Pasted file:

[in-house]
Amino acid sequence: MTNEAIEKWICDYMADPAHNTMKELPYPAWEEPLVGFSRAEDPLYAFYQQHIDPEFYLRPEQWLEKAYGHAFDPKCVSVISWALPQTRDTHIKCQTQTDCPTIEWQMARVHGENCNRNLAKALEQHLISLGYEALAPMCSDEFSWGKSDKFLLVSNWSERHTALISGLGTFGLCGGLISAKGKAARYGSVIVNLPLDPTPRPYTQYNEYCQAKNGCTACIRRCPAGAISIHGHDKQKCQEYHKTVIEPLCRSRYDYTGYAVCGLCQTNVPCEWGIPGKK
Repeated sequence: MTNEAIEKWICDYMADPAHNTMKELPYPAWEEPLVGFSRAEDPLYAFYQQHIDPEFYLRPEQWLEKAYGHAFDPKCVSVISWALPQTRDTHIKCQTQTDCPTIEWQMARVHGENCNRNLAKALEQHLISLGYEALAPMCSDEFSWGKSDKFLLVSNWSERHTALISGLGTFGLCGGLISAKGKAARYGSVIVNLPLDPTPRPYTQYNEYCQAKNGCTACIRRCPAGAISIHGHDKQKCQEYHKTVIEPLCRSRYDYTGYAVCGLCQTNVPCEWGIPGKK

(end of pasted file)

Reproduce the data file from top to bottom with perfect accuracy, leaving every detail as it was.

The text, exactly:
[in-house]
Amino acid sequence: MTNEAIEKWICDYMADPAHNTMKELPYPAWEEPLVGFSRAEDPLYAFYQQHIDPEFYLRPEQWLEKAYGHAFDPKCVSVISWALPQTRDTHIKCQTQTDCPTIEWQMARVHGENCNRNLAKALEQHLISLGYEALAPMCSDEFSWGKSDKFLLVSNWSERHTALISGLGTFGLCGGLISAKGKAARYGSVIVNLPLDPTPRPYTQYNEYCQAKNGCTACIRRCPAGAISIHGHDKQKCQEYHKTVIEPLCRSRYDYTGYAVCGLCQTNVPCEWGIPGKK
Repeated sequence: MTNEAIEKWICDYMADPAHNTMKELPYPAWEEPLVGFSRAEDPLYAFYQQHIDPEFYLRPEQWLEKAYGHAFDPKCVSVISWALPQTRDTHIKCQTQTDCPTIEWQMARVHGENCNRNLAKALEQHLISLGYEALAPMCSDEFSWGKSDKFLLVSNWSERHTALISGLGTFGLCGGLISAKGKAARYGSVIVNLPLDPTPRPYTQYNEYCQAKNGCTACIRRCPAGAISIHGHDKQKCQEYHKTVIEPLCRSRYDYTGYAVCGLCQTNVPCEWGIPGKK